In an interview with Bloomberg Businessweek published Thursday, Bill Gates criticized tech companies for doing charity work more focused on technological gimmickry than helping the poor.
Gates was asked about Google's Project Loon, an effort to bring broadband to developing countries by floating transmitters on balloons. "When you’re dying of malaria, I suppose you’ll look up and see that balloon, and I’m not sure how it’ll help you. When a kid gets diarrhea, no, there’s no website that relieves that," Gates said.
Google's Project Loon has been criticized as an attempt to increase market share. In an article published in the MIT Technology Review, African entrepreneurs described why they thought the project was ill-conceived, with one noting that the problem isn't connectivity, it's the high price of smartphones and computers.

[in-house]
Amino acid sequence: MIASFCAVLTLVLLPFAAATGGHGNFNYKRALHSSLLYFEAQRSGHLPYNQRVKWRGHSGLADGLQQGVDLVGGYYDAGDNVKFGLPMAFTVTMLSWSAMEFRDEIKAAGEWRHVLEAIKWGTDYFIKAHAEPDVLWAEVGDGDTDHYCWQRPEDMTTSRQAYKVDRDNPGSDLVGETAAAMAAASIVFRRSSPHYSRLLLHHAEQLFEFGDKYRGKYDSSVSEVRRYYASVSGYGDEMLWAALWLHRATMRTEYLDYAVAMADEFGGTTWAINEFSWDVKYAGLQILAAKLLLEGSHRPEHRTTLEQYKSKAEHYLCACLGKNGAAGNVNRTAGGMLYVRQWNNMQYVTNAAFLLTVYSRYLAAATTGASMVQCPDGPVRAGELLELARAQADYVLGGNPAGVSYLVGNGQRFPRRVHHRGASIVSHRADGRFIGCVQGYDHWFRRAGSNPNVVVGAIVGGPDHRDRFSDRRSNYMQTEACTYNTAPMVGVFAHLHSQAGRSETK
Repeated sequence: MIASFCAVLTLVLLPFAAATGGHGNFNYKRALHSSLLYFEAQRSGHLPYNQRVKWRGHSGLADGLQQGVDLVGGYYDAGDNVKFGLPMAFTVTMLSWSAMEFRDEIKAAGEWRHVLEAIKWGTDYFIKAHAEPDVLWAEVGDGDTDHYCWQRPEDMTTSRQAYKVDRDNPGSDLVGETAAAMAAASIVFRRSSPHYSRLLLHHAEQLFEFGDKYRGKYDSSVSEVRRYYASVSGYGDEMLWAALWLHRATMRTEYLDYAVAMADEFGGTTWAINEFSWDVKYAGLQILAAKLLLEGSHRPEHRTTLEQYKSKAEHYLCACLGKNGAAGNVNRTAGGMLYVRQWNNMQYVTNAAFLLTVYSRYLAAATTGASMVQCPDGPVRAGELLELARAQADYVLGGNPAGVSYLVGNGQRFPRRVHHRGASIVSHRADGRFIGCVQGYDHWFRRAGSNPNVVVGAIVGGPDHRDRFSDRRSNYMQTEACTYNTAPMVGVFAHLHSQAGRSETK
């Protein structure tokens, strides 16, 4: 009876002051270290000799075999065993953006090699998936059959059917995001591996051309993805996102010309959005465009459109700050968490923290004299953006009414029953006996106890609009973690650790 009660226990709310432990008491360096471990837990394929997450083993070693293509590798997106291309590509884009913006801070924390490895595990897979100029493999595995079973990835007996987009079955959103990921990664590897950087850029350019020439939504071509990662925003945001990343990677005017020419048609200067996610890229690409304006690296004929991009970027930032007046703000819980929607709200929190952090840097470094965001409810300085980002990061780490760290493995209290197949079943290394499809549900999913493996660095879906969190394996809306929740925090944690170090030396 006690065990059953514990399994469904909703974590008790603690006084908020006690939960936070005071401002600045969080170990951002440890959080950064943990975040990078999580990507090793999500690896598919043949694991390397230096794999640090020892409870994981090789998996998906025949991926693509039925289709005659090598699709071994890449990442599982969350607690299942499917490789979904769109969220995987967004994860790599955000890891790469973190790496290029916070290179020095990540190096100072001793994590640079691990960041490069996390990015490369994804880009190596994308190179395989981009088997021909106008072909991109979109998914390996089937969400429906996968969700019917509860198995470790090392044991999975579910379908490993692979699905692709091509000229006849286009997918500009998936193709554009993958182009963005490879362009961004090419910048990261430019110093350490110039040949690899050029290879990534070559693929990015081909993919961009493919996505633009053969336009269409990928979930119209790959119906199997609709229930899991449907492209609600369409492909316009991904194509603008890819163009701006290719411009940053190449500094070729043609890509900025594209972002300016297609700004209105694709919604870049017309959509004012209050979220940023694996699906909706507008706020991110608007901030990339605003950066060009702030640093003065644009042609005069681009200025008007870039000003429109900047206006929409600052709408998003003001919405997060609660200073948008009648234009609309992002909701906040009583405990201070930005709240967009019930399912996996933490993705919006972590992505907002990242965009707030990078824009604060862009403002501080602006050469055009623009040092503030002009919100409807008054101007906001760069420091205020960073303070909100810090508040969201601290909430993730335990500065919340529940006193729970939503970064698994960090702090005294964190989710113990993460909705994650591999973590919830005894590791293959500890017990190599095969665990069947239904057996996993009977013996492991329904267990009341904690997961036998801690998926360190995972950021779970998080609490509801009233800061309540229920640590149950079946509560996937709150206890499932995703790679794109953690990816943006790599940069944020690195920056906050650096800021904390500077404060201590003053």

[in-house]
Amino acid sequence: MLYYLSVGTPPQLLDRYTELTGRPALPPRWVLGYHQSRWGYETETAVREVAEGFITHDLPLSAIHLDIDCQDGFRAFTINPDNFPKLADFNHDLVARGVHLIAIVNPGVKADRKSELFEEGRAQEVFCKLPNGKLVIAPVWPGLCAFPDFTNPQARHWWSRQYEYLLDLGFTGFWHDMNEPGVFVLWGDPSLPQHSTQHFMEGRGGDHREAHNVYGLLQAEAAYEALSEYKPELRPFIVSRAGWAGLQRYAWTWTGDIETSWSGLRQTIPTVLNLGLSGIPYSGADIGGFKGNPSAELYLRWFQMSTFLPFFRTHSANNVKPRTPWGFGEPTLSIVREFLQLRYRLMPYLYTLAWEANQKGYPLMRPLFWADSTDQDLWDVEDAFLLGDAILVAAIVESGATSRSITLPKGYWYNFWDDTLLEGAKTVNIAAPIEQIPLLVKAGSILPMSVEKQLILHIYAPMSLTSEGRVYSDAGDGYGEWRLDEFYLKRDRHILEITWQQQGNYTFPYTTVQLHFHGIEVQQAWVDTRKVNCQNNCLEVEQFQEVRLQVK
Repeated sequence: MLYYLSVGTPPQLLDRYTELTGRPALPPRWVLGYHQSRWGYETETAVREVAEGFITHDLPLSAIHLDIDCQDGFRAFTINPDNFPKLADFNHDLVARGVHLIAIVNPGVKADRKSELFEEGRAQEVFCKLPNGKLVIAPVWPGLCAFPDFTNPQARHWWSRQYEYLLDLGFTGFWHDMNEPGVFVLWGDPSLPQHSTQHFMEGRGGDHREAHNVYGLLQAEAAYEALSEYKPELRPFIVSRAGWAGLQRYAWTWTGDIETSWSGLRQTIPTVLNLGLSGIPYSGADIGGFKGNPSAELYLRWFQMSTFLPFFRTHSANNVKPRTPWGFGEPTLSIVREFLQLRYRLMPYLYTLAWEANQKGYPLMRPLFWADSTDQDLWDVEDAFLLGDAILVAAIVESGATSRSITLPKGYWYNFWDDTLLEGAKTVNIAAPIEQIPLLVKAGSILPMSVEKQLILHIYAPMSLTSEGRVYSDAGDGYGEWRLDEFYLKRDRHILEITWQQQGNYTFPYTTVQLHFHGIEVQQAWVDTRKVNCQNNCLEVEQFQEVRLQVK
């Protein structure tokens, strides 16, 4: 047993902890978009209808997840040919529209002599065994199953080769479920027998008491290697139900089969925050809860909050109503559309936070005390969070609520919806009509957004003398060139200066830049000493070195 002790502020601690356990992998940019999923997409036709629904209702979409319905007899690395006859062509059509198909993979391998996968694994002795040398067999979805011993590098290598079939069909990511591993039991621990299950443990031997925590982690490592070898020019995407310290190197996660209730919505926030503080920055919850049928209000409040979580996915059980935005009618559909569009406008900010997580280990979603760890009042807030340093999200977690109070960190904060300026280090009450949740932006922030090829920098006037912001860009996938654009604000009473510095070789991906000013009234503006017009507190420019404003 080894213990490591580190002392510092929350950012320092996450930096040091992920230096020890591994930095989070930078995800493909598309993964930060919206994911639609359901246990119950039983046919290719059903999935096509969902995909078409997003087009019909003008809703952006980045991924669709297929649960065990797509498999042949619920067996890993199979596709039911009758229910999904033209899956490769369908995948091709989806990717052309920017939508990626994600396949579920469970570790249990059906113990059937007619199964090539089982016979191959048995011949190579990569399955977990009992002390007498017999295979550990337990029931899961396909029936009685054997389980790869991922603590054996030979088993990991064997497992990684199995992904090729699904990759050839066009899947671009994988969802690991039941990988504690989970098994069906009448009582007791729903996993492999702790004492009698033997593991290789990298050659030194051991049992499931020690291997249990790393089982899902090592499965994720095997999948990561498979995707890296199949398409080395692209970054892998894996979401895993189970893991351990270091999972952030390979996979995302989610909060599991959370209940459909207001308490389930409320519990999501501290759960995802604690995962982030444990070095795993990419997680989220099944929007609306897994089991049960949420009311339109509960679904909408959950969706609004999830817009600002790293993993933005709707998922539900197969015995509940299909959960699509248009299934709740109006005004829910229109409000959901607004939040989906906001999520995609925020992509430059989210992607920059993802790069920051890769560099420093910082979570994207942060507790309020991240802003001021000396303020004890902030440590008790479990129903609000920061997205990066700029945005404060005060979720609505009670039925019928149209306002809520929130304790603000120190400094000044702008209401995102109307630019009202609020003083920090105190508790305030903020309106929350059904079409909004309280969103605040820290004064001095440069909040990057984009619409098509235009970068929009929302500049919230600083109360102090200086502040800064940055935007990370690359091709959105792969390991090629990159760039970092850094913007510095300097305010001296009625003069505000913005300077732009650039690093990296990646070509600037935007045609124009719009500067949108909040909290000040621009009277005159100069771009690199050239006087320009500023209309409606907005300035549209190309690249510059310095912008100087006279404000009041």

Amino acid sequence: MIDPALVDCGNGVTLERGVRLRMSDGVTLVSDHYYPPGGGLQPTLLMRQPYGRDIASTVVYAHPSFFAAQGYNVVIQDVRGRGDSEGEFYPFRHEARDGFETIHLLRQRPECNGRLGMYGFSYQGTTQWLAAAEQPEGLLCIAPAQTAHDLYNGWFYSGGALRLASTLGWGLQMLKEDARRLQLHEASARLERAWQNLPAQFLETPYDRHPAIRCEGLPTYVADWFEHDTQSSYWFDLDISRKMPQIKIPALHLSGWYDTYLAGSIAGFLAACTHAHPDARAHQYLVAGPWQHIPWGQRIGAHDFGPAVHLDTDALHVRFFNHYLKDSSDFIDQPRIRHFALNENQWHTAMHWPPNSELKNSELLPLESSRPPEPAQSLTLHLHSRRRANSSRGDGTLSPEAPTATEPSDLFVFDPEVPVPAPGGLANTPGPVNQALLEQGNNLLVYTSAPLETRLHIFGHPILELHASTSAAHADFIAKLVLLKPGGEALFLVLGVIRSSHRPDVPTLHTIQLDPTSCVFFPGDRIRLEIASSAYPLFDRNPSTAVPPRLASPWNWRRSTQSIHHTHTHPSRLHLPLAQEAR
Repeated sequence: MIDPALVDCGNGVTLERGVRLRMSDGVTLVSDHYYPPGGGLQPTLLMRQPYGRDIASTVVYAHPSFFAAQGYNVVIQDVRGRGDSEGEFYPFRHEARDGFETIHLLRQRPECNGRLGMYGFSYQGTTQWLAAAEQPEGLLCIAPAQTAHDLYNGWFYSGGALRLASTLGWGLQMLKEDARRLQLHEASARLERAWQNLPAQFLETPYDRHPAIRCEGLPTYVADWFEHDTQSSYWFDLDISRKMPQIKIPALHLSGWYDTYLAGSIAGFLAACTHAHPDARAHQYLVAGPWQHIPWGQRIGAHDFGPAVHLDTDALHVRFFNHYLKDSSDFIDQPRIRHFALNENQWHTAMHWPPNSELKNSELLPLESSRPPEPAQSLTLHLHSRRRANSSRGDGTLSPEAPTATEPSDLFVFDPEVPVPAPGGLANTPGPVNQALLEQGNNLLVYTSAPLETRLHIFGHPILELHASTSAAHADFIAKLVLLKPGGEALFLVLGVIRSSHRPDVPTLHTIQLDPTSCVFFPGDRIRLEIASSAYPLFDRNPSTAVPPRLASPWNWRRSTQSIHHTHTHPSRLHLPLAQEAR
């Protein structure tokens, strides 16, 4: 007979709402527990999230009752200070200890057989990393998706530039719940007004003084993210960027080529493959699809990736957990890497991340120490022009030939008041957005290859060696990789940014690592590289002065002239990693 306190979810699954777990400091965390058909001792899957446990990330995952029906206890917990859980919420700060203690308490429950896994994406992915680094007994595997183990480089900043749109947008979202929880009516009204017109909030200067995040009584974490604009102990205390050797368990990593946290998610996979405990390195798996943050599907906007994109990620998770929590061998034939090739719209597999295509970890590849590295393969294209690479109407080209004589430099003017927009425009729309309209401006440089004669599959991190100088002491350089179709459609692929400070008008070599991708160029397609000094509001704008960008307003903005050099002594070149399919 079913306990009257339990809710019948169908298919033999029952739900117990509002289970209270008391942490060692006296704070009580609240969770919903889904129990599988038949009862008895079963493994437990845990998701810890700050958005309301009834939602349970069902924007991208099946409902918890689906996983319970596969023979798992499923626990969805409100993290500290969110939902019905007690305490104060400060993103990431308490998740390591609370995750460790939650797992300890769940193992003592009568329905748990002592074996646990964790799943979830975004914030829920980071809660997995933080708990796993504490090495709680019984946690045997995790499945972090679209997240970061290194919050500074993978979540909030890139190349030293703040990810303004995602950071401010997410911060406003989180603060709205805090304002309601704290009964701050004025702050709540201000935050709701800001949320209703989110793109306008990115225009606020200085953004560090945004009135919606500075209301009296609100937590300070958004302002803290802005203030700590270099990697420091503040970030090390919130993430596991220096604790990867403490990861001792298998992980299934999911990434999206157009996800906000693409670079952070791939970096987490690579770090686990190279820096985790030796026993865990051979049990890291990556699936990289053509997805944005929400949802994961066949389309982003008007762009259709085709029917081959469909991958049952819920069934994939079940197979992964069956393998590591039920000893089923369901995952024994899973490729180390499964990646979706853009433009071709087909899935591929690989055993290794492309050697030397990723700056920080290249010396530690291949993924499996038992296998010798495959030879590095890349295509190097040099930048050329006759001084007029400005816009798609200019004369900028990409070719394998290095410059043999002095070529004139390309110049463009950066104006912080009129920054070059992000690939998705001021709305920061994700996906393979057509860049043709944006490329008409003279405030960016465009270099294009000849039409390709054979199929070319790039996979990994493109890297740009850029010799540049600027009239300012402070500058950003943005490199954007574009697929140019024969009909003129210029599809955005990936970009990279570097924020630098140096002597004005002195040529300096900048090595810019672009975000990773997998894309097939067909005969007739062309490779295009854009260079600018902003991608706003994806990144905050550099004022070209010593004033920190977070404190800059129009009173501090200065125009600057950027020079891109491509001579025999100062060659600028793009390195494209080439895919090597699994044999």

Later in the Bloomberg interview, Gates took on tech moguls who devote their money to exploring space. The billionaire said he saw no connection between what Silicon Valley space entrepreneurs do and "improving the state of humanity": "I guess [space exploration is] fun, because you shoot rockets up in the air. But it’s not an area that I’ll be putting money into."
The Seattle Times reported in 2012 on Jeff Bezos' creation of a company to make space travel cheaper. Bezos was also investing $42 million in a clock that would run for 10,000 years, the Seattle Times reported.
The Gates Foundation works to alleviate extreme poverty and poor health in developing countries, among other initiatives.